Digest: Breastfeeding campaign exposé, pet food history lesson, SciAm food issue
Wow, can't remember the last time the Digest was short enough for one post. The media seems to be taking Labor Day Weekend off.
NEWS & FEATURES
The most SOLE food of all: A few years ago, in an attempt to raise the nation's historically low rate of breast-feeding, federal health officials commissioned an attention-grabbing advertising campaign to convince mothers that their babies faced real health risks if they did not breast-feed. It featured striking photos of insulin syringes and asthma inhalers topped with rubber nipples. Too bad the formula industry got the campaign watered down to pablum. (Washington Post)
Subsidies and supersizing: The first installment of a six-part Harris News Service series examining the effects of farm subsidies on rural Kansas. Jon Bailey, director of research and analysis at the Center for Rural Affairs, is quoted as saying that the massive scale of federal farm payments further perpetuates an ever-increasing growth in the size of farms, allowing the largest farms to bid up the price of land, hike rents and expand operations. (The Parsons Sun)
Pet food diaries: The NYT Sunday Magazine has a big feature on pet food — its history in the U.S. and how the formula has changed over the years. According to Marion Nestle — whose follow up to "What to Eat" is called "What Pets Eat," not "What Toto Eats" as we had dearly hoped — the latest pet-food movement “is grass roots, and it is a combination of the so-called good, clean, fair movement, the slow-food movement, the locally grown movement and the farm-animal welfare movement. These social movements are about changing the industrialized food system...This will place enormous pressure on standard industrialized pet-food companies to say where their stuff comes from.” (New York Times)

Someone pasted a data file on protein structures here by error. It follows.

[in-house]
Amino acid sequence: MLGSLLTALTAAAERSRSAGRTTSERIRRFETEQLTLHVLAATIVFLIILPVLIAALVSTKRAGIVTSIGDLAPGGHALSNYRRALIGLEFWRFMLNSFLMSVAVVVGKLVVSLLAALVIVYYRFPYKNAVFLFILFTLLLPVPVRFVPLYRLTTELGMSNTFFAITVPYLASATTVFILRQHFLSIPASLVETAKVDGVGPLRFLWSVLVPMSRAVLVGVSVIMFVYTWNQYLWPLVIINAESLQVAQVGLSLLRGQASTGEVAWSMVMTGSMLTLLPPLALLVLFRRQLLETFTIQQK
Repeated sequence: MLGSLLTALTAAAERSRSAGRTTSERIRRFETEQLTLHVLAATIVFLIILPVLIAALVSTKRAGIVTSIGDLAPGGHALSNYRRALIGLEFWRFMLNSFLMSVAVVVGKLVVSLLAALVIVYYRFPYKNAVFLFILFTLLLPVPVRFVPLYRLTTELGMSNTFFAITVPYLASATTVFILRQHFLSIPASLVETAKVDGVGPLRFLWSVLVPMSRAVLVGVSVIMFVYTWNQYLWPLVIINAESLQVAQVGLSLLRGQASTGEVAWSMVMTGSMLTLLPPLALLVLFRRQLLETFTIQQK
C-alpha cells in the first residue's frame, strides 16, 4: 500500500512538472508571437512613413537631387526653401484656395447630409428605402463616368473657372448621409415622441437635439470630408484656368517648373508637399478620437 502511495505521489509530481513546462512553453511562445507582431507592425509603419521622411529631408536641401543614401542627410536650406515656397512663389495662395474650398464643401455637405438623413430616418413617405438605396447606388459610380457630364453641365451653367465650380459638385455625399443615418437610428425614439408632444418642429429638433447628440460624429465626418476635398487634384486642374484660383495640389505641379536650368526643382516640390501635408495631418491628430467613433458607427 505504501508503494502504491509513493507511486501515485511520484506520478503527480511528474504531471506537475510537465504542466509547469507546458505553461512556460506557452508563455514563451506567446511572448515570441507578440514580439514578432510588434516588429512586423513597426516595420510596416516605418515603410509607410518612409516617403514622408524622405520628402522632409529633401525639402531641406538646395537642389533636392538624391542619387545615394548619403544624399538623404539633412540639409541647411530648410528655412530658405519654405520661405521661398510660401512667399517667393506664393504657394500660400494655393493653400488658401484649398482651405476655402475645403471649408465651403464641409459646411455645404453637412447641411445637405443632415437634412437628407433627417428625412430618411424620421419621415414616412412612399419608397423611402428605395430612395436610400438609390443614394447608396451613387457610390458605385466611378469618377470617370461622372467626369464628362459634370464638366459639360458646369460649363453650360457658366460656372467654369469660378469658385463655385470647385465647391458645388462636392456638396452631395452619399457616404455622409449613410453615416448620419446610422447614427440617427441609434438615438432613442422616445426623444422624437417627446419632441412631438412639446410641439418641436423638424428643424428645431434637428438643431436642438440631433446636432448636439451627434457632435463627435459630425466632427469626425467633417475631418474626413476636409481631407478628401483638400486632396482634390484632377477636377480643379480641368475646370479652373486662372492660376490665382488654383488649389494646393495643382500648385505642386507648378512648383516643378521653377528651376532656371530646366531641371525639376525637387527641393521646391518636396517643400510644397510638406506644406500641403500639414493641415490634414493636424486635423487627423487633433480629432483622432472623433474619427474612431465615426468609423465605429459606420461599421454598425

Of labs and abs: September's Scientific American is a special issue focusing on “Food, Fat and Famine." We've been carrying it around on our commute for a week unopened (the New Yorker food issue came first), so we're just going to have to give you these un-Digested summaries to the online versions sent in by tipster Scott. In “Eating Made Simple,” Marion Nestle recaps how to wade through a sea of conflicting diet advice. In “Can Fat Be Fit?”, Paul Raeburn examines how popular books have questioned the ill effects of being overweight — and concludes they are probably wrong. “This Is Your Brain on Food” looks at what neuroimaging reveals about chocoholics — and what they have in common with drug addicts. Get the issue; it's on stands now.
Is that a bushel in your hedgerow?: Hugh Fearnley-Whittingstall on harvesting blackberries and maximizing their pleasure. (Guardian)
What a gourd idea!: Grow your own loofah. (TreeHugger)
Yo, central Ohioans: Tomorrow, get thee to the Ohio Green Living Fayre Labor Day at Richard Jensen’s Flying J Farm in Columbus. Sounds awesome, and the proceeds from the event will be given to the Ohio Education Farm and Food Association (OEFFA) and Simply Living of Columbus. (The Free Press)
Newish blog for your bookmarks: Thanks to Jenni for calling our attention to Organic To Be, a group blog started in May by some farmers and organic-food cookbook authors, including Jeff Cox ("Organic Cook's Bible," a must-have). In this post, "contrray farme" Gene Logsdon discusses how commercial breeds of chickens have had the hatching instinct all but bred out of them, and how the appearance of the chick named Uno was quite a triumph for his flock.
What's the beef: Jay Porter, from the San Diego restaurant The Linkery — who really should have been on Grist's Top Green Chefs list but just isn't enough of a household name…yet — discusses the three types of meat we eat in America: commodity meat, branded meat, and pastured or traditional meat. (Casing the Joint)
Like "warm gummy bears in your pocket"?!?: Incanto chef and "head to tail" enthusiast Chris Cosentino gives two recipes for cooking cox combs. Where to get them, he doesn't say. (Offal Good)
Eating out, locally: Our favorite blogging pig farmer, Walter Jeffries, puts on his town clothes and goes to dinner at the Chef's Table, a fancy restaurant in Montpelier, Vermont. The chefs want to talk to him about pastured pork — and to his surprise, they were serving his that night. Too bad Walter says, in this comment on a Digest, that he can't possible ramp up production enough to supply them yet. (Sugar Mountain Farm)
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